Abstract: As guarantor of individual liberties in the Council of Europe’s 47 member states, the European Court of Human Rights (ECtHR) is tasked with balancing the competing rights of citizens against citizens and states against citizens. In a group of controversial continent-spanning cases dealing with the right of female Muslim students and teachers to wear Islamic headscarves in public schools–known collectively as the “headscarf cases” and called by one scholar “almost a touchstone for the reflection on the presence of Islam in the public space”–the Court has found itself adjudicating between the sometimes contradictory values of state-sponsored secularism and religious freedom.
In this article, I argue that the ECtHR has failed miserably in the “headscarf cases” at fairly balancing these rights. I distill the reasoning used by the Court in Dahlab v. Switzerland and Leyla Sahin v. Turkey, the two most significant of these cases, into four major arguments: Argument from Religious Pressure, Argument from Political Symbolism, Argument from Gender Inequality, and Argument from Subjugation of Women. Using this novel argument categorization, I show that rather than protecting the rights of individuals to practice their religion freely with only the necessary restrictions, it has defended the actions of over-reaching national governments infringing on those rights under the banner of secularism. I also argue that these decisions hint that the Court does not understand the multifaceted meaning of the Islamic headscarf and has a generally negative view of Islam, both of which color its judicial decisions.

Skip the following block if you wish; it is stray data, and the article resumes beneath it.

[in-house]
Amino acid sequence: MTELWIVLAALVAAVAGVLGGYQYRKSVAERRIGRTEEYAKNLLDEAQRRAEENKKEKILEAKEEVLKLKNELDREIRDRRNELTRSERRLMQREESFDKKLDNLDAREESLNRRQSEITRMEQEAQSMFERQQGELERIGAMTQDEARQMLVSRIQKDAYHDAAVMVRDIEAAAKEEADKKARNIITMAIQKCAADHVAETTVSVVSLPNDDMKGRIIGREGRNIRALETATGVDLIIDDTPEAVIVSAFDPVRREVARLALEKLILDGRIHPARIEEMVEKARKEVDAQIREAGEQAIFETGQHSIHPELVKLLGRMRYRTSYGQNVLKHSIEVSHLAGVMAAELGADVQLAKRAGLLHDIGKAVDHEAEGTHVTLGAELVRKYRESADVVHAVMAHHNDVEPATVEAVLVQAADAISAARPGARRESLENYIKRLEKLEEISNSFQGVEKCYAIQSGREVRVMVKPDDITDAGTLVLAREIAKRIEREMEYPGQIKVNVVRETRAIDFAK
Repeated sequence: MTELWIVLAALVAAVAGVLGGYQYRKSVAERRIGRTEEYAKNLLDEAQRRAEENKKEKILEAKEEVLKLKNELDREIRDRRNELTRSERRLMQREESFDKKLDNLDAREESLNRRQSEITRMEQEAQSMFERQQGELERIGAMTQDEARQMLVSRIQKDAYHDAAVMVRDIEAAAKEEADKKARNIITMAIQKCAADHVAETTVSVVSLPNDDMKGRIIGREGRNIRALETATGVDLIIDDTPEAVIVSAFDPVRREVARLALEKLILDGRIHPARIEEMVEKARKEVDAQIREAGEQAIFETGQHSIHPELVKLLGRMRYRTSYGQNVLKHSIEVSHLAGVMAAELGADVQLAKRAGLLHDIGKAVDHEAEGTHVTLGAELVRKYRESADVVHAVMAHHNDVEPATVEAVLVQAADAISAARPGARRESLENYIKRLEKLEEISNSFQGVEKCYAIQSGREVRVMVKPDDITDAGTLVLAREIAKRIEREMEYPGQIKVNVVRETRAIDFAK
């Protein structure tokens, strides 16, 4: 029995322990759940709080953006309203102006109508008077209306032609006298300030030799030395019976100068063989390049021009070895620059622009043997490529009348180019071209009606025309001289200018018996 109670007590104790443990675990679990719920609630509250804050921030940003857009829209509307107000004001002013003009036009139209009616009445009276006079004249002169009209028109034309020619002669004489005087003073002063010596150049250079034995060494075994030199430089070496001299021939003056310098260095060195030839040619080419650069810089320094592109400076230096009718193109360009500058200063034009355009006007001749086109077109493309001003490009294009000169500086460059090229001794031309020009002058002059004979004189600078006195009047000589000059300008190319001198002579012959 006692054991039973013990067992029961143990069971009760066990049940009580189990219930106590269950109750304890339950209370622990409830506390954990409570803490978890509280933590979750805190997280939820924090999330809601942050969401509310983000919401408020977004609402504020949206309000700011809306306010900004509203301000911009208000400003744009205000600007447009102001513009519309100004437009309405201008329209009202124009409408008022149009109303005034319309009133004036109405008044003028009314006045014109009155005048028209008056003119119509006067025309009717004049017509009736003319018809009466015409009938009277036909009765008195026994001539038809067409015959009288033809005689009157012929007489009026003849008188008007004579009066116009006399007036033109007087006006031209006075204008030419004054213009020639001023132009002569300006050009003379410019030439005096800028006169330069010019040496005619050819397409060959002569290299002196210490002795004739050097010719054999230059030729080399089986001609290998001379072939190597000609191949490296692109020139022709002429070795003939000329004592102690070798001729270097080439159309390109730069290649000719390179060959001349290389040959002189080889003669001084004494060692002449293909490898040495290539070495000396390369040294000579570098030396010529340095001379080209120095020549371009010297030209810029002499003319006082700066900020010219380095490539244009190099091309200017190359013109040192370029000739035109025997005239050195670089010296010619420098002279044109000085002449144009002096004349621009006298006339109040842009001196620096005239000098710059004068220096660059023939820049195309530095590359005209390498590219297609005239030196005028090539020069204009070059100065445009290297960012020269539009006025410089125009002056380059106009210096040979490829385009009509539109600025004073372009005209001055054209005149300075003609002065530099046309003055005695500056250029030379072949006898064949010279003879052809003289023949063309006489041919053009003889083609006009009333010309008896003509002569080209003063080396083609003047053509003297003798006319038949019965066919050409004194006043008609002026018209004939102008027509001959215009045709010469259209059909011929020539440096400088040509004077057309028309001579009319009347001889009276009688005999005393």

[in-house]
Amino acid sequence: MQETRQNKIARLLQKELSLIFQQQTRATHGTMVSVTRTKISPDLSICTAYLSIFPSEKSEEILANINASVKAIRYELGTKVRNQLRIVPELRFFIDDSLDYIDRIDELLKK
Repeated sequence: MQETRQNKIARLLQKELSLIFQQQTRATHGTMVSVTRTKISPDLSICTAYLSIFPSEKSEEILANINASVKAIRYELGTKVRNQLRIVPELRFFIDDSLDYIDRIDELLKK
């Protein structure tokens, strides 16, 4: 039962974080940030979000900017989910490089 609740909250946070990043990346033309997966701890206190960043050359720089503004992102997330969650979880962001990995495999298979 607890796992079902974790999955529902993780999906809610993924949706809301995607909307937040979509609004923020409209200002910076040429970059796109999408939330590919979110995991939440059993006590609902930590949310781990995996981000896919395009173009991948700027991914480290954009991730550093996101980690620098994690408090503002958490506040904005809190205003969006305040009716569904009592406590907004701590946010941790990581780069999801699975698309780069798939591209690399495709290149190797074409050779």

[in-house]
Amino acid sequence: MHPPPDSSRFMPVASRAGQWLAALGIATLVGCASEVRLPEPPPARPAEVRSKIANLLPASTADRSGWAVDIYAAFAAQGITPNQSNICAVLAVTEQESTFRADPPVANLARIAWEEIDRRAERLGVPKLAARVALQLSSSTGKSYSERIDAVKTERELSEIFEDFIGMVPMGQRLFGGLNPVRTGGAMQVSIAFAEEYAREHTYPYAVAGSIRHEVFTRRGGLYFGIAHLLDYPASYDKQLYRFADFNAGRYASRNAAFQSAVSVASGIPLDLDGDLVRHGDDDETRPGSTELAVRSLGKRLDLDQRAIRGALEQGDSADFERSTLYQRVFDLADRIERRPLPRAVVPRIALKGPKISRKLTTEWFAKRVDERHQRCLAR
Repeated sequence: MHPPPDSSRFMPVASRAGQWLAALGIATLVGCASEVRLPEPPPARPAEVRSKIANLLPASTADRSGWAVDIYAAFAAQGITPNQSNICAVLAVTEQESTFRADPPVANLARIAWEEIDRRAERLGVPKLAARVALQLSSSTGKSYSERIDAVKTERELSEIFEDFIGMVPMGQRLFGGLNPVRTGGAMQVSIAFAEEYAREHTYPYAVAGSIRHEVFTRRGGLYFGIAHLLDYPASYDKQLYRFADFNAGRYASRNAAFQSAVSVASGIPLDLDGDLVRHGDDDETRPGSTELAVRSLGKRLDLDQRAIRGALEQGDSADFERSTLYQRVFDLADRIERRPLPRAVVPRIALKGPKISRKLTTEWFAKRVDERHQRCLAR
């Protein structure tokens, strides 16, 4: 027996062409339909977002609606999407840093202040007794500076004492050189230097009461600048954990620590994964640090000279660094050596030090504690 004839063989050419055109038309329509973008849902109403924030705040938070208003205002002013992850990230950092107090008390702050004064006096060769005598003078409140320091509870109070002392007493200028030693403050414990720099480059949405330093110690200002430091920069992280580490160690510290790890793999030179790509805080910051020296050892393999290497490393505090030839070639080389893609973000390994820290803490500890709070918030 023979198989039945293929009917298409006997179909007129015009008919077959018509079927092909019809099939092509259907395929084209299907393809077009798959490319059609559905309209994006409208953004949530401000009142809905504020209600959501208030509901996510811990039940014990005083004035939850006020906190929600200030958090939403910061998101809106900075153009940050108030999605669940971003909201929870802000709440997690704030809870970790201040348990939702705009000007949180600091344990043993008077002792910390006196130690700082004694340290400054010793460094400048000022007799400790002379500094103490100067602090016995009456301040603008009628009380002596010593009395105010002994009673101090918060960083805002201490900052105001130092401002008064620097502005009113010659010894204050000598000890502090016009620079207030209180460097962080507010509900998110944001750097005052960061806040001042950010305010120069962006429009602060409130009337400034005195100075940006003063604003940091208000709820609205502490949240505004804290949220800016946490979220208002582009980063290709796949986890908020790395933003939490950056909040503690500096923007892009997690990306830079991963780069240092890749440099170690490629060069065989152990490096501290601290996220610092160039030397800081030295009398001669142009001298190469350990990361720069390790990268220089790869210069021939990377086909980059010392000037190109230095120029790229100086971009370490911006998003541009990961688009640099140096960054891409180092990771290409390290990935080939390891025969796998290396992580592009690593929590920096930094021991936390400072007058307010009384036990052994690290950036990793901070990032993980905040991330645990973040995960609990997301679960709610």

Author: Oren Fliegelman is a student at Princeton University, majoring in Politics.